What I’ve Learned After a Month on Booktube, and Why I Need Your Help


At the beginning of January I started a YouTube channel to talk about books, and full disclosure: after publishing three videos I’m figuring out what isn’t working a lot faster than what is.

But before I let this get bogged down with negativity, let me say why I wanted to switch to video in the first place:

Even though I’m more comfortable as a writer than some kind of weird hybrid of presenter/reviewer, I realized that most of the book content that I myself was consuming was coming via YouTube channels rather than blogs. Most of my favourite Booktubers are pretty well known*, but over the last few months I’d been lucky to discover smaller or more obscure and grown-up channels, as the millionth review of the millionth book about dystopian future teens battling space tyrants was getting old fast.

And even though I had many of the obvious concerns — Why does my face look so weird? Why do I sound so weird? Am I an ancient crone to the teenage world of YouTube? — I figure at the end of the day that the content you create should reflect the content you want to consume.

But I’m a long way from creating the kind of videos I want to watch. My edits still need a lot of work, I need to figure out a good length that people can actually watch (one of my videos is 42 minutes long. Who is going to watch that?), and I need to figure out a presentation style that engages viewers without requiring a lot of annoying jump cuts.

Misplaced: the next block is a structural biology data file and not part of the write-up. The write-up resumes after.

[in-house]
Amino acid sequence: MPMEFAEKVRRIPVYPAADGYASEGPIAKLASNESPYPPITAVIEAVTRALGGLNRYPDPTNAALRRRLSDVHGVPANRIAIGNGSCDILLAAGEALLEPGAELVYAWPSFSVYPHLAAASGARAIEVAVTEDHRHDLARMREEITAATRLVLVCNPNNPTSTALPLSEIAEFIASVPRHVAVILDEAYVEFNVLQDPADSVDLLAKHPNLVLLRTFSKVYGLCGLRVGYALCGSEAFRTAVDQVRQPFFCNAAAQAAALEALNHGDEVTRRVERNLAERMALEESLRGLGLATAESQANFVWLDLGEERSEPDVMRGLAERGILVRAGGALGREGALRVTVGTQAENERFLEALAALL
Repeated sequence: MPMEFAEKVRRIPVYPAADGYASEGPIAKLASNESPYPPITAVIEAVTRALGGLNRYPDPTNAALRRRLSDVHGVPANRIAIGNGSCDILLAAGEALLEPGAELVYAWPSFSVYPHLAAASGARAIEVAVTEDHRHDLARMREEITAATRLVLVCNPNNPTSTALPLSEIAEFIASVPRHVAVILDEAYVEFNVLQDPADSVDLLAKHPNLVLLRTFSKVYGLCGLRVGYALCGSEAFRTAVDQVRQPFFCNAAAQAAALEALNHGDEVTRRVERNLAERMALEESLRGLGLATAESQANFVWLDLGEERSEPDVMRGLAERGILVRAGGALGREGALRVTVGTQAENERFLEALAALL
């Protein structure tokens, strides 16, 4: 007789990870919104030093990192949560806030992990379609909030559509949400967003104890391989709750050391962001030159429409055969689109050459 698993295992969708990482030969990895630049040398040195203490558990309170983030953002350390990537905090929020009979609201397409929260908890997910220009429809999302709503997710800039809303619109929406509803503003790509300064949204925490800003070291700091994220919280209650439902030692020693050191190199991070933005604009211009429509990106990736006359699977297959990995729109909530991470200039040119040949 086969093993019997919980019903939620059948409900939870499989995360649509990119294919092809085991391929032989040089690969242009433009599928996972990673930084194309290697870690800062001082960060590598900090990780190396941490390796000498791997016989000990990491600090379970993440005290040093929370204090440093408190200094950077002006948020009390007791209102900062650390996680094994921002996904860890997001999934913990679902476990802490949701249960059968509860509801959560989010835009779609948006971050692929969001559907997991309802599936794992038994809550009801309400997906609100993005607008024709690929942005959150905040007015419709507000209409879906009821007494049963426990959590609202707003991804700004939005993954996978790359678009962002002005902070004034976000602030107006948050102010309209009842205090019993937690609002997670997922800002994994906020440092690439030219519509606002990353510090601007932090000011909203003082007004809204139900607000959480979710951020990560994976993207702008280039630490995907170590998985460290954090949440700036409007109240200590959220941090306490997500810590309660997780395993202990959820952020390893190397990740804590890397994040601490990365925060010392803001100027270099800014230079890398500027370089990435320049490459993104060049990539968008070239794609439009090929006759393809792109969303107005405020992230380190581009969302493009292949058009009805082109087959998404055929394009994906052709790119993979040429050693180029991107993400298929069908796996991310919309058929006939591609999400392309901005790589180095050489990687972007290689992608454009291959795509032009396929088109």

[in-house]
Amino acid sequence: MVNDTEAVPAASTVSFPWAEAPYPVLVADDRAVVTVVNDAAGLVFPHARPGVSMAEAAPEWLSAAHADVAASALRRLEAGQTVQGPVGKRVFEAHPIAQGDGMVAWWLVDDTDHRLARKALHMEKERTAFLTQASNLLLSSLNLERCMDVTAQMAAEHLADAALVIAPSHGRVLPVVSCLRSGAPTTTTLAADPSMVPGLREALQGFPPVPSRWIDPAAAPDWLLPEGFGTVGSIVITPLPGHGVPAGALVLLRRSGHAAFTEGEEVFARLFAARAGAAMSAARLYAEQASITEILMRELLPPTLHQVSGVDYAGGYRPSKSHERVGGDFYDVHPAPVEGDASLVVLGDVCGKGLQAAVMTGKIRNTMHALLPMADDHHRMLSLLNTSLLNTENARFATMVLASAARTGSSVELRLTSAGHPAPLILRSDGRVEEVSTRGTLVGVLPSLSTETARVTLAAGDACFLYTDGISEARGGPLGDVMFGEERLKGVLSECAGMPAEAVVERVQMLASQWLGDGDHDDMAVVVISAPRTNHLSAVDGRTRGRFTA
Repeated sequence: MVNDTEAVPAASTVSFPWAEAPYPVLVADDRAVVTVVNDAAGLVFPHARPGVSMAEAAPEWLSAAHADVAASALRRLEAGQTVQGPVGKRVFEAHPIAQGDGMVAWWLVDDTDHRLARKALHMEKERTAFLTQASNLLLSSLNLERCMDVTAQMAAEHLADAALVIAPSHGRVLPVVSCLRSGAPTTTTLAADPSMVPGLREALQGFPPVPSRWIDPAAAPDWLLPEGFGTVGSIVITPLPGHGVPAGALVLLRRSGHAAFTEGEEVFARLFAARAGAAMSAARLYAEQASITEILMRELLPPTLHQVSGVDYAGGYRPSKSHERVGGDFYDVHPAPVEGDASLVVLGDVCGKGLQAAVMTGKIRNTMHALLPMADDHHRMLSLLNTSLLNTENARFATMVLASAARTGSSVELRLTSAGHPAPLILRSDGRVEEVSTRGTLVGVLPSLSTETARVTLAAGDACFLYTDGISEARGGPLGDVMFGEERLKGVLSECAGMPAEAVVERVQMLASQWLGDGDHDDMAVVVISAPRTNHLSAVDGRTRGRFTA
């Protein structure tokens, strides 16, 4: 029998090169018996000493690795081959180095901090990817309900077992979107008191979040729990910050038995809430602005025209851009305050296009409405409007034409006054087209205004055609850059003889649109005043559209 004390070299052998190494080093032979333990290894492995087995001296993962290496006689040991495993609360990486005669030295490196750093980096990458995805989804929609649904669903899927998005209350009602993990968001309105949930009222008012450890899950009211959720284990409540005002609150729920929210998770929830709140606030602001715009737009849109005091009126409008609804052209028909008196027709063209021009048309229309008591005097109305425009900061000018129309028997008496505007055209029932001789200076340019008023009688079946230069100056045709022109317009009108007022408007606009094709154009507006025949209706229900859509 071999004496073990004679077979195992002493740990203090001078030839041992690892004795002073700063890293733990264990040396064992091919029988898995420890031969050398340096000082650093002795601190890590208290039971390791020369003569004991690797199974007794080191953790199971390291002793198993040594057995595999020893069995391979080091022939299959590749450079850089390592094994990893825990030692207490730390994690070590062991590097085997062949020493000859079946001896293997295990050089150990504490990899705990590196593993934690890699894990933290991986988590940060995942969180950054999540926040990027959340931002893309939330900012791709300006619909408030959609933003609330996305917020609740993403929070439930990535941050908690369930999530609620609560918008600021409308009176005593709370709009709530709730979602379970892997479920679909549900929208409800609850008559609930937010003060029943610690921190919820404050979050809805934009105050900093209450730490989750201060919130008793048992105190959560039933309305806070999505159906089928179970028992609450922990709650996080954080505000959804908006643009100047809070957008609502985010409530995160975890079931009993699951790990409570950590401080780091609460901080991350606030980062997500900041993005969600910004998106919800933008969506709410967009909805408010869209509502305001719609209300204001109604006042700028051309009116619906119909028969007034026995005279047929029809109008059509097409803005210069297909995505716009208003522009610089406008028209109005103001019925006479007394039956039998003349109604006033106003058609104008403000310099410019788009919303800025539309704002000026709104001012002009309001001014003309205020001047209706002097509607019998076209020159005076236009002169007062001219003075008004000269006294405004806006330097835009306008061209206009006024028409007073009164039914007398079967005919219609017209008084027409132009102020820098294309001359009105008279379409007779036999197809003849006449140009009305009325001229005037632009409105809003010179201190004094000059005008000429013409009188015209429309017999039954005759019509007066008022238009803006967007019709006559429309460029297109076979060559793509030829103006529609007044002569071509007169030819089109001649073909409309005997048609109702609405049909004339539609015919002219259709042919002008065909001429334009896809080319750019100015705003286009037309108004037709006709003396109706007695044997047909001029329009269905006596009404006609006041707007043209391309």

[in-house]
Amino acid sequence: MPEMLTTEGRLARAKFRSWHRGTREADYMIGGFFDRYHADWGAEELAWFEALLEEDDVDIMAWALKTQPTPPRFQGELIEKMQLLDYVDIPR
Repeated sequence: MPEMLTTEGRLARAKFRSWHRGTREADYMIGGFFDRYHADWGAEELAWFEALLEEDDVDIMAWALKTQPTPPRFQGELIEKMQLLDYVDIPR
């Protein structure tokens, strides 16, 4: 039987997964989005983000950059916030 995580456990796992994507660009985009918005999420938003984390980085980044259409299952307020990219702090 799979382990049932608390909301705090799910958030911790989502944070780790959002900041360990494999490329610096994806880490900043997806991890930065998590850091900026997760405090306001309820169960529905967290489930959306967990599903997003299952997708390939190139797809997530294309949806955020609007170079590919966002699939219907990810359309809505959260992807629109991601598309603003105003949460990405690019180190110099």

So here’s my awkward little pitch: if you want to help me shape this into something you want to watch, then I’d love for you to head over to my channel, subscribe, and leave me a comment telling me what’s working for you, what isn’t, and what you’d like to see.

One thing I have decided for sure: I’m going to try to use this space for individual book reviews, and the channel is for round-ups, tags, and author spotlights. In general, I feel like people don’t necessarily want to hear someone ramble on about one particular book, but they might like to get an overview of a list of books to see which appeals to them. Or which of an author’s books they should start with if they’ve been meaning to read their work.

Either way: leave me a comment here or on one of the videos. Constructive criticism and feedback is always a welcome thing, and if you ultimately consider yourself more of a blog reader than a video watcher, I’d love to know that, too.

Thanks in advance,

Tea Leaves & Dog Ears

* If you aren’t that familiar with Booktube and want to check out some people who are clearly way better than me, my top recommendations at the moment are:

Jen Campbell

Books and Quills

Mercy’s Bookish Musings

Jean Bookishthoughts

Rincey Reads

Words of a Reader

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The Magician’s Land Reaffirms Everything I Don’t Like About Grossman’s Trilogy, but It’s Pretty Solid